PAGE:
The ASU Art Museum is pleased to present the work of four international artists using film and video in the exhibition “Shifting Sands: Recent Videos from the Middle East,” on view through Nov. 29, in the Turk and Kresge Galleries at the museum’s 10th Street and Mill Avenue location.
“Shifting Sands” features the art of Lida Abdul (Afghanistan), Yael Bartana (Germany/Israel), Emily Jacir (Palestine/Italy) and Isabel Rocamora (Spain/U.K.),* and explores zones of conflict, including the Israel-Palestine border and Afghanistan, with a focus on the shifting personal, political and geographical landscapes of the Middle East.
Organized and first presented in 2012 at the Stanlee and Gerald Rubin Center for the Visual Arts at The University of Texas at El Paso in conjunction with Desert One, a regional, collaborative project involving a network of institutions initiated by the Desert Initiative at the ASU Art Museum, “Shifting Sands” was co-curated by Kate Bonansinga and Kerry Doyle. The ASU Art Museum presentation of the exhibition is managed by Heather Sealy Lineberry and is supported by the Helme Prinzen Endowment and the ASU Art Museum Creative Impact Board.
“After Desert One, we approached the curators at the Rubin Center about presenting ‘Shifting Sands’ here at the ASU Art Museum, and we are pleased to be the only other venue,” says Lineberry, who serves as the associate director and senior curator at the ASU Art Museum. “We were taken with the exhibition’s focus on desert landscapes in the Middle East and the impressive selection of internationally known and exhibited artists.”
Featuring six video works by four different artists, "'Shifting Sands' not only gives audiences exposure to excellent contemporary art being produced in and about the Middle East, but also serves as a dynamic catalyst for dialogue about culture, politics and current events in the region,” explains Doyle, director of the Stanlee and Gerald Rubin Center for the Visual Arts.
“Beginning in the early 1990s, the ASU Art Museum was the first institution in Arizona to exhibit and collect video and new media art,” says Lineberry. “‘Shifting Sands’ continues this emphasis on, arguably, the most influential medium in contemporary art. The artists in the exhibition utilize video for its range of potential, and the exhibition includes works that take the form of complex narratives, dance for the camera, and abstract and poetic vignettes.”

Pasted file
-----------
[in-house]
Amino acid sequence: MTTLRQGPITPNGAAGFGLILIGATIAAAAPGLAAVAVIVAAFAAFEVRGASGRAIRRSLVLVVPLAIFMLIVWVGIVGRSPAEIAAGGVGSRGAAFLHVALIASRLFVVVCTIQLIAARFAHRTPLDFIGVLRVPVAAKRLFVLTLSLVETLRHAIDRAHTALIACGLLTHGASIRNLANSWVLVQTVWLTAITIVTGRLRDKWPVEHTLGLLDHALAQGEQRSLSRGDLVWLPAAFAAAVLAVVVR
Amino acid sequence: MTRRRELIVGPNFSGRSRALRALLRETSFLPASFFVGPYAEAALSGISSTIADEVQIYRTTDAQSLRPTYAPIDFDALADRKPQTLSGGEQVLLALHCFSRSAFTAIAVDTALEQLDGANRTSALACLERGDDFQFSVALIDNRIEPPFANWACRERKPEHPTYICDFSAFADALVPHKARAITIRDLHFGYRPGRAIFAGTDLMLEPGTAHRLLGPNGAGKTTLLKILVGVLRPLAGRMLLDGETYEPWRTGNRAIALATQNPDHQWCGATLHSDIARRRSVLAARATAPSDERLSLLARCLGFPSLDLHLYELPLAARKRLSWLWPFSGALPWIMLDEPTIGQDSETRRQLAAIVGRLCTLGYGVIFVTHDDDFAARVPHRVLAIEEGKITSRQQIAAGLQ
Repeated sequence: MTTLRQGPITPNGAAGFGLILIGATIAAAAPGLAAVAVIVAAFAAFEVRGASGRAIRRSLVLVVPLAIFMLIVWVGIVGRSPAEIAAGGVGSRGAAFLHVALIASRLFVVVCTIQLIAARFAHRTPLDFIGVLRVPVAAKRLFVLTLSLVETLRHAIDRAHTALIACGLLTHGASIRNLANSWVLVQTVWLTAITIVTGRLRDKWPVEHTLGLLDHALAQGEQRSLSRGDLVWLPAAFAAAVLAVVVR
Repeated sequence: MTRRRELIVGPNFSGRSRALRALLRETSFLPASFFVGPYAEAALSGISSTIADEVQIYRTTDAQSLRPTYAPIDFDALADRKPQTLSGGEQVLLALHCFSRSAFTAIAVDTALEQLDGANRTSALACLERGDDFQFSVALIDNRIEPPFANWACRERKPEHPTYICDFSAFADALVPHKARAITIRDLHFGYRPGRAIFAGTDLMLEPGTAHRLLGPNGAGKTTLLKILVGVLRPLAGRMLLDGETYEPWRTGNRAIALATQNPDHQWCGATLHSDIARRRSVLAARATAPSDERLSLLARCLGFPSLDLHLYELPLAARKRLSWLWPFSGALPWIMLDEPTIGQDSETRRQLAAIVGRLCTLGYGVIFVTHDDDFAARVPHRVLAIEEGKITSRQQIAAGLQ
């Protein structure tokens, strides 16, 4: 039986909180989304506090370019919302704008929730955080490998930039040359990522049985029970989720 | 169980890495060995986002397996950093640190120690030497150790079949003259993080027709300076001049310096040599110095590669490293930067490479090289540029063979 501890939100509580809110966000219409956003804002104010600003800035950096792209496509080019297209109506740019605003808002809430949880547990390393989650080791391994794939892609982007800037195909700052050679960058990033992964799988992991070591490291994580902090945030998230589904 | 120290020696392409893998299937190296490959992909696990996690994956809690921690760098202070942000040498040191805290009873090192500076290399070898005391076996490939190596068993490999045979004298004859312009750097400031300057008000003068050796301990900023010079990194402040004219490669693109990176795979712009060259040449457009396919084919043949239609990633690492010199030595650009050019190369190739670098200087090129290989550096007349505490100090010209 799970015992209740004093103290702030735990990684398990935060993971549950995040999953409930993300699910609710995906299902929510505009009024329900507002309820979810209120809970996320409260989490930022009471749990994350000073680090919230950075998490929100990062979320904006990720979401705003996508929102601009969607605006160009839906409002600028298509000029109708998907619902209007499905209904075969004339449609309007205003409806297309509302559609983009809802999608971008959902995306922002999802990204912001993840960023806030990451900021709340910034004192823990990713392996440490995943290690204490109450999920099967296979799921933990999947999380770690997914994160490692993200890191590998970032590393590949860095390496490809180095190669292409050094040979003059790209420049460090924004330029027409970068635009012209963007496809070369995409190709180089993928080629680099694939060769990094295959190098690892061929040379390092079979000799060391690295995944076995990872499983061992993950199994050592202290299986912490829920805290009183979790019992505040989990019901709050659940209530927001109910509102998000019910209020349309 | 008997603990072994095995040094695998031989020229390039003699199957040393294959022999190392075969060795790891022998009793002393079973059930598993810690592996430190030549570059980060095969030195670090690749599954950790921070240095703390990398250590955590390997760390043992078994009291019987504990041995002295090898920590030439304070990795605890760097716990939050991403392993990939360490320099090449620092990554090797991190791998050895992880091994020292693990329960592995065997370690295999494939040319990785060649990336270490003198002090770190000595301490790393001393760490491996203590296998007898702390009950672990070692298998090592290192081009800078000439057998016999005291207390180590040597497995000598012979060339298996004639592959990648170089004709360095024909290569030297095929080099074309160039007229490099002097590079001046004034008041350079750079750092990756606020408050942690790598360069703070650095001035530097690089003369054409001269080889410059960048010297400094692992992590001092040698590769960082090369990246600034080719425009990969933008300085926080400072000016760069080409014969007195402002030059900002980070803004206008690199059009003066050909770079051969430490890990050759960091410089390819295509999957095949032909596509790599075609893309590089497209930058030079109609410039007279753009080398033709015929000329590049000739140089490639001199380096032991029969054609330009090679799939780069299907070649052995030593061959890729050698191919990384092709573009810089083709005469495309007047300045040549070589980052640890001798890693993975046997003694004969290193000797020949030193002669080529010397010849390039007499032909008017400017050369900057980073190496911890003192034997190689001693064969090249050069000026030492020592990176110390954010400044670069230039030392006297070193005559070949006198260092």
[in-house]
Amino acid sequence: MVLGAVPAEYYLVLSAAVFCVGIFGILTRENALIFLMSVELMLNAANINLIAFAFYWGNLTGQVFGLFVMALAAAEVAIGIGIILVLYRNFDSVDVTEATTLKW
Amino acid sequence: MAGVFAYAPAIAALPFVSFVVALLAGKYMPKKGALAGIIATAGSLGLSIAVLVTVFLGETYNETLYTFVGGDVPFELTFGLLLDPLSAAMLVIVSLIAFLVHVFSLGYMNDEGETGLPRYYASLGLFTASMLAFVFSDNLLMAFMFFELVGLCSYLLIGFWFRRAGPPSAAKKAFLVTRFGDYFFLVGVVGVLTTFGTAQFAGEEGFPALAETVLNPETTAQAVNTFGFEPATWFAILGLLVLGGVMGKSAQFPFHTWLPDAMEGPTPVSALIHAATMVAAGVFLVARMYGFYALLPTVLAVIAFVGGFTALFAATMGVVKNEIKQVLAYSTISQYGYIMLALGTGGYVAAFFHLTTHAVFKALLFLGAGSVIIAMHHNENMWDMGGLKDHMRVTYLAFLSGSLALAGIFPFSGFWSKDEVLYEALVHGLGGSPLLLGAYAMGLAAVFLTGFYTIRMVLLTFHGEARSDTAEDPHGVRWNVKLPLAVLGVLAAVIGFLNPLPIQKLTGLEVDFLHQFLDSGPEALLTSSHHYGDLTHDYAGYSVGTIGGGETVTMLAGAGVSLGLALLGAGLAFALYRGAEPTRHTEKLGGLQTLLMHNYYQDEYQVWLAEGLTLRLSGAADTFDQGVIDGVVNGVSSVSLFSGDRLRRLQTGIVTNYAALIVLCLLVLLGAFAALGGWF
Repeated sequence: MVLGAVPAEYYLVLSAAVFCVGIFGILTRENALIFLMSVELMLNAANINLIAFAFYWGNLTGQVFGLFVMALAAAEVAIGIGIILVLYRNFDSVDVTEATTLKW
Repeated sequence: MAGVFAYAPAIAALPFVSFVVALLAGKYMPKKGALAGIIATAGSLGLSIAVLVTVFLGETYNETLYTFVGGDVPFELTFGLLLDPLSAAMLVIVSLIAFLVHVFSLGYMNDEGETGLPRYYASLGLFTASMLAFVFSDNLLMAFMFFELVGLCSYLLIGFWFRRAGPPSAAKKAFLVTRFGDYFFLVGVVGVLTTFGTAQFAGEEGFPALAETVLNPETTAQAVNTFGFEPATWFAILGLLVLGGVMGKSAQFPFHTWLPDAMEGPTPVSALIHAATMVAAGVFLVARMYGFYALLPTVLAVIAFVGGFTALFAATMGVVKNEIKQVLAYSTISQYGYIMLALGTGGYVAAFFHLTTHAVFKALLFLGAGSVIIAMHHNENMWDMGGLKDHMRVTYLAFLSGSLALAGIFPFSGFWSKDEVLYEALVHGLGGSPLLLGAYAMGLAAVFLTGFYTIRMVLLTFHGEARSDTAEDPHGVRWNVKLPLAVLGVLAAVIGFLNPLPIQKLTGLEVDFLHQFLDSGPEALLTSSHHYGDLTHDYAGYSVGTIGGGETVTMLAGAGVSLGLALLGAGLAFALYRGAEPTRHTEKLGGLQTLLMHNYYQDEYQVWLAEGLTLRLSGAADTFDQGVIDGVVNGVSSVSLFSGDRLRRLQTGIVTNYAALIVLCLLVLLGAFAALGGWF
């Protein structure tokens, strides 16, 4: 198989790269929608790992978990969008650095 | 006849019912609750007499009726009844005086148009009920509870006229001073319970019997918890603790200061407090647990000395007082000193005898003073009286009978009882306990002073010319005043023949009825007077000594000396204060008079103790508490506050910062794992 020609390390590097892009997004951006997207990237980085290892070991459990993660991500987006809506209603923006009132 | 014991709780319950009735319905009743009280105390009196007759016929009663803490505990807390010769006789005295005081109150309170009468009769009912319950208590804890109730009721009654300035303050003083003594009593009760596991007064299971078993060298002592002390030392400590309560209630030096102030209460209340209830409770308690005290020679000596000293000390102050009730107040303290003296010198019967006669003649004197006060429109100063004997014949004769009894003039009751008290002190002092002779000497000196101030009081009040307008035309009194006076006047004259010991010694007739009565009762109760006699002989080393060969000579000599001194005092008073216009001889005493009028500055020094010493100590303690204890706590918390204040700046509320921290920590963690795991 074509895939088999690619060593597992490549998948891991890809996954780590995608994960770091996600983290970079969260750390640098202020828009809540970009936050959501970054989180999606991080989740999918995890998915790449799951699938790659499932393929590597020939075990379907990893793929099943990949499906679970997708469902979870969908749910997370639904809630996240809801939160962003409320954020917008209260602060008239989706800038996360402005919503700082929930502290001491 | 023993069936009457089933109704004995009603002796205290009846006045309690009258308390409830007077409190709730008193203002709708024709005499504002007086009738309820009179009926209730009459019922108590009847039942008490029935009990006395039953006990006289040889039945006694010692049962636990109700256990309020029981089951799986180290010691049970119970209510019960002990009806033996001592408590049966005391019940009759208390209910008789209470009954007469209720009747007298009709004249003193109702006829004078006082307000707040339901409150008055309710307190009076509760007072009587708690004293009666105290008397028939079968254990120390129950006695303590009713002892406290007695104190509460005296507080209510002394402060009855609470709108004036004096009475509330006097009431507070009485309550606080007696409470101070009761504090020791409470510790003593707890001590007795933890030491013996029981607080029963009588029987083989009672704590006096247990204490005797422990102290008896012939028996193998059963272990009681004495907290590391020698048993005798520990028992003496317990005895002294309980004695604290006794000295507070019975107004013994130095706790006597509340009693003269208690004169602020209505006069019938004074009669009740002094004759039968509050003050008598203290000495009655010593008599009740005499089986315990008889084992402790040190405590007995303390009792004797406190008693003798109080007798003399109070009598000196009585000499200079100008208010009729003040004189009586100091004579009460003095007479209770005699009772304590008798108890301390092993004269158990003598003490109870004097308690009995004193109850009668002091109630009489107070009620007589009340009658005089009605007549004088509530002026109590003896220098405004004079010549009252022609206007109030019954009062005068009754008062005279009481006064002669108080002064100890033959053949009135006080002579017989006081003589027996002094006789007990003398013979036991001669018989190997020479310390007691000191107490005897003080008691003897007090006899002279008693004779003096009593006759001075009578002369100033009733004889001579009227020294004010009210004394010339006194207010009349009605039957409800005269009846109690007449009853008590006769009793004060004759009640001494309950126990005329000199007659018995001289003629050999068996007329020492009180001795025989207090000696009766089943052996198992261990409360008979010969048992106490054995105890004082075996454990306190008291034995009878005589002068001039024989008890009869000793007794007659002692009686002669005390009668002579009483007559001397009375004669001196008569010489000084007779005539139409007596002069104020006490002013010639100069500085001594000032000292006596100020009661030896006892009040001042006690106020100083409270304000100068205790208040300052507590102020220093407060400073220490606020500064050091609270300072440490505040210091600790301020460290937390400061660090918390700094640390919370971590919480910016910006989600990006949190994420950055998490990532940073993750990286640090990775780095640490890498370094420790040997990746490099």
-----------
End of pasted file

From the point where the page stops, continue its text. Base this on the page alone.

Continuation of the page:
A 27-page, full-color publication, “Shifting Sands: Recent Videos from The Middle East,” accompanies the exhibition. It was published by the Stanlee and Gerald Rubin Center for the Visual Arts in 2012 with the support of the Texas Commission on the Arts and the Patricia Hewitt Silence Memorial Fund, and features essays by Kate Bonansinga, Noah Simblist and Kerry Doyle, as well as an exhibition checklist and artist biographies. Copies will be available for purchase in the ASU Art Museum Store for the duration of the exhibition.
A reception for the exhibition will be held from 6:30 to 8:30 p.m., Oct. 2 (with a members, alumni and press preview from 5:30 to 6:30 p.m.).
Two other events will be held in conjunction with the exhibit:
“Civility in Action, Part I”
6-8 p.m., Sept. 9, ASU Art Museum
A series of Valley-wide citizen dialogues on election issues, “Civility in Action” is designed to foster civility. Hosted by the Institute for Civil Dialogue in association with the Hugh Downs School of Human Communication at ASU, it provides a structured format for public dialogue as a tool to build bridges across the chasm of public viewpoints. This conversation in the series will be set against the backdrop of the “Shifting Sands” exhibition and consider political issues and the Middle East.
“Dancing in Jaffa,” film screening and discussion
7 p.m., Oct. 30, ASU Physical Education Building East, room 132
"Dancing in Jaffa" is a compelling new documentary about ballroom dancing as a means of bridging differences between Jewish and Muslim children. This screening, presented in conjunction with “Shifting Sands” at the ASU Art Museum, is co-sponsored by the Center for Jewish Studies, the Center for the Study of Religion and Conflict, the ASU School of Film, Dance and Theatre, and the Herberger Institute for Design and the Arts Socially Engaged Practice Program.
All ASU Art Museum events are free and open to the public.
The ASU Art Museum is open 11 a.m. to 8 p.m., Tuesdays (during the academic year), and 11 a.m. to 5 p.m., Wednesday through Saturday. The museum is closed on Sundays and Mondays. To learn more about the museum, call 480-965-2787, or visit asuartmuseum.asu.edu .
*To read the artists' full bios, visit asuartmuseum.asu.edu/news/press_release.php?id=1060 .